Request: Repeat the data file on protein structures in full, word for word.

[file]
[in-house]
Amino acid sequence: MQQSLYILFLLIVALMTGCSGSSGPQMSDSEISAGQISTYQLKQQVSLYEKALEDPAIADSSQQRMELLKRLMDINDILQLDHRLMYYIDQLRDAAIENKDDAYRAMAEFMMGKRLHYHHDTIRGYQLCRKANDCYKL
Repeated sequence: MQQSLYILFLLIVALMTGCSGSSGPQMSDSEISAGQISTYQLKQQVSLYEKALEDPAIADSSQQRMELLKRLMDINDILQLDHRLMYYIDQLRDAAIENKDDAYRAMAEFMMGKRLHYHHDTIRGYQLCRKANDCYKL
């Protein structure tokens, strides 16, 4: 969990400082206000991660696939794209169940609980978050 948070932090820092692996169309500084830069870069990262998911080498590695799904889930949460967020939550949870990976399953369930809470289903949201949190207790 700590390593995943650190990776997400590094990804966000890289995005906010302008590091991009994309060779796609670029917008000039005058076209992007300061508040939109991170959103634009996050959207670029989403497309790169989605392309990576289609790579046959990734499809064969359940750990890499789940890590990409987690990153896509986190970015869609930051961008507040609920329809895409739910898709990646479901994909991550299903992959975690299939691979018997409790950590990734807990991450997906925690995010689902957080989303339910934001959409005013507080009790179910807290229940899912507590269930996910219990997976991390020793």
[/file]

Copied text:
[in-house]
Amino acid sequence: MQQSLYILFLLIVALMTGCSGSSGPQMSDSEISAGQISTYQLKQQVSLYEKALEDPAIADSSQQRMELLKRLMDINDILQLDHRLMYYIDQLRDAAIENKDDAYRAMAEFMMGKRLHYHHDTIRGYQLCRKANDCYKL
Repeated sequence: MQQSLYILFLLIVALMTGCSGSSGPQMSDSEISAGQISTYQLKQQVSLYEKALEDPAIADSSQQRMELLKRLMDINDILQLDHRLMYYIDQLRDAAIENKDDAYRAMAEFMMGKRLHYHHDTIRGYQLCRKANDCYKL
């Protein structure tokens, strides 16, 4: 969990400082206000991660696939794209169940609980978050 948070932090820092692996169309500084830069870069990262998911080498590695799904889930949460967020939550949870990976399953369930809470289903949201949190207790 700590390593995943650190990776997400590094990804966000890289995005906010302008590091991009994309060779796609670029917008000039005058076209992007300061508040939109991170959103634009996050959207670029989403497309790169989605392309990576289609790579046959990734499809064969359940750990890499789940890590990409987690990153896509986190970015869609930051961008507040609920329809895409739910898709990646479901994909991550299903992959975690299939691979018997409790950590990734807990991450997906925690995010689902957080989303339910934001959409005013507080009790179910807290229940899912507590269930996910219990997976991390020793």